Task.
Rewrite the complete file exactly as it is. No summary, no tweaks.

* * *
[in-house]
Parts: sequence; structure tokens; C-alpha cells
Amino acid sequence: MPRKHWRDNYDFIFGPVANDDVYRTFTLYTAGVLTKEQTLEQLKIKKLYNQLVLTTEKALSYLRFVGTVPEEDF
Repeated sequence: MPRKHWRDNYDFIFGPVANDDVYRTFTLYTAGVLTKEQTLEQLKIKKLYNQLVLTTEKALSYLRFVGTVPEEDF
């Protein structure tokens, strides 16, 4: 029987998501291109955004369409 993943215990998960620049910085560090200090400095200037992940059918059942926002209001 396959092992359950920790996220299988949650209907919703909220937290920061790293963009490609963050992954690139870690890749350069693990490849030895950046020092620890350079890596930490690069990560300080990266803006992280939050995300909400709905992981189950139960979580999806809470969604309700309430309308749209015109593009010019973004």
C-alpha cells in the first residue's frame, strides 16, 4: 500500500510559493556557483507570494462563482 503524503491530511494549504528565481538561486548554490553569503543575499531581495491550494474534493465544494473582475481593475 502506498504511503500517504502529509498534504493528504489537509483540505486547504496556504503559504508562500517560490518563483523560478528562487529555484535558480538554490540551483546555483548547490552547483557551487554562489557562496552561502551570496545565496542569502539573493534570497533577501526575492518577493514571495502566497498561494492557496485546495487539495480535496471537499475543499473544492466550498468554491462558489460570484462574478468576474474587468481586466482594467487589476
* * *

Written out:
[in-house]
Parts: sequence; structure tokens; C-alpha cells
Amino acid sequence: MPRKHWRDNYDFIFGPVANDDVYRTFTLYTAGVLTKEQTLEQLKIKKLYNQLVLTTEKALSYLRFVGTVPEEDF
Repeated sequence: MPRKHWRDNYDFIFGPVANDDVYRTFTLYTAGVLTKEQTLEQLKIKKLYNQLVLTTEKALSYLRFVGTVPEEDF
């Protein structure tokens, strides 16, 4: 029987998501291109955004369409 993943215990998960620049910085560090200090400095200037992940059918059942926002209001 396959092992359950920790996220299988949650209907919703909220937290920061790293963009490609963050992954690139870690890749350069693990490849030895950046020092620890350079890596930490690069990560300080990266803006992280939050995300909400709905992981189950139960979580999806809470969604309700309430309308749209015109593009010019973004």
C-alpha cells in the first residue's frame, strides 16, 4: 500500500510559493556557483507570494462563482 503524503491530511494549504528565481538561486548554490553569503543575499531581495491550494474534493465544494473582475481593475 502506498504511503500517504502529509498534504493528504489537509483540505486547504496556504503559504508562500517560490518563483523560478528562487529555484535558480538554490540551483546555483548547490552547483557551487554562489557562496552561502551570496545565496542569502539573493534570497533577501526575492518577493514571495502566497498561494492557496485546495487539495480535496471537499475543499473544492466550498468554491462558489460570484462574478468576474474587468481586466482594467487589476